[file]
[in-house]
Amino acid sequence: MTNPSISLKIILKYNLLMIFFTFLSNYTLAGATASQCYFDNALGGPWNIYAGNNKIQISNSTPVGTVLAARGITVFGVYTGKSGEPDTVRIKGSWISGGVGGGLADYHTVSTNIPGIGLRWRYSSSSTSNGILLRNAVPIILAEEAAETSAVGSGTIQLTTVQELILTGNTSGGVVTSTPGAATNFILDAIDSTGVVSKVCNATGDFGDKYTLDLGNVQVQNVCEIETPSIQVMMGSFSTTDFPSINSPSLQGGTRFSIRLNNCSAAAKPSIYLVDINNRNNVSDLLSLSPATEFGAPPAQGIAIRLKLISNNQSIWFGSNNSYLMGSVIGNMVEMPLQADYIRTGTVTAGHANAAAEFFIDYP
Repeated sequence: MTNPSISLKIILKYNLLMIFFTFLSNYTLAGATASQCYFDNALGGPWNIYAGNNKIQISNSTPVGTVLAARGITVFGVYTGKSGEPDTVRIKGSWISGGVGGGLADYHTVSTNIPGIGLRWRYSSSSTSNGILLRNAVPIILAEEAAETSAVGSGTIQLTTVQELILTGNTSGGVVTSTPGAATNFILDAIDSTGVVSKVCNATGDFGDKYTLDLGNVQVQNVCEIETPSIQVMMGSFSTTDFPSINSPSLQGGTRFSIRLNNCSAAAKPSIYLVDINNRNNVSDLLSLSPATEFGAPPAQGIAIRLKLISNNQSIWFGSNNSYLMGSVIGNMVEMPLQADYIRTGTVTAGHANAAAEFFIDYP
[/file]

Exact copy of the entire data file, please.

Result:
[in-house]
Amino acid sequence: MTNPSISLKIILKYNLLMIFFTFLSNYTLAGATASQCYFDNALGGPWNIYAGNNKIQISNSTPVGTVLAARGITVFGVYTGKSGEPDTVRIKGSWISGGVGGGLADYHTVSTNIPGIGLRWRYSSSSTSNGILLRNAVPIILAEEAAETSAVGSGTIQLTTVQELILTGNTSGGVVTSTPGAATNFILDAIDSTGVVSKVCNATGDFGDKYTLDLGNVQVQNVCEIETPSIQVMMGSFSTTDFPSINSPSLQGGTRFSIRLNNCSAAAKPSIYLVDINNRNNVSDLLSLSPATEFGAPPAQGIAIRLKLISNNQSIWFGSNNSYLMGSVIGNMVEMPLQADYIRTGTVTAGHANAAAEFFIDYP
Repeated sequence: MTNPSISLKIILKYNLLMIFFTFLSNYTLAGATASQCYFDNALGGPWNIYAGNNKIQISNSTPVGTVLAARGITVFGVYTGKSGEPDTVRIKGSWISGGVGGGLADYHTVSTNIPGIGLRWRYSSSSTSNGILLRNAVPIILAEEAAETSAVGSGTIQLTTVQELILTGNTSGGVVTSTPGAATNFILDAIDSTGVVSKVCNATGDFGDKYTLDLGNVQVQNVCEIETPSIQVMMGSFSTTDFPSINSPSLQGGTRFSIRLNNCSAAAKPSIYLVDINNRNNVSDLLSLSPATEFGAPPAQGIAIRLKLISNNQSIWFGSNNSYLMGSVIGNMVEMPLQADYIRTGTVTAGHANAAAEFFIDYP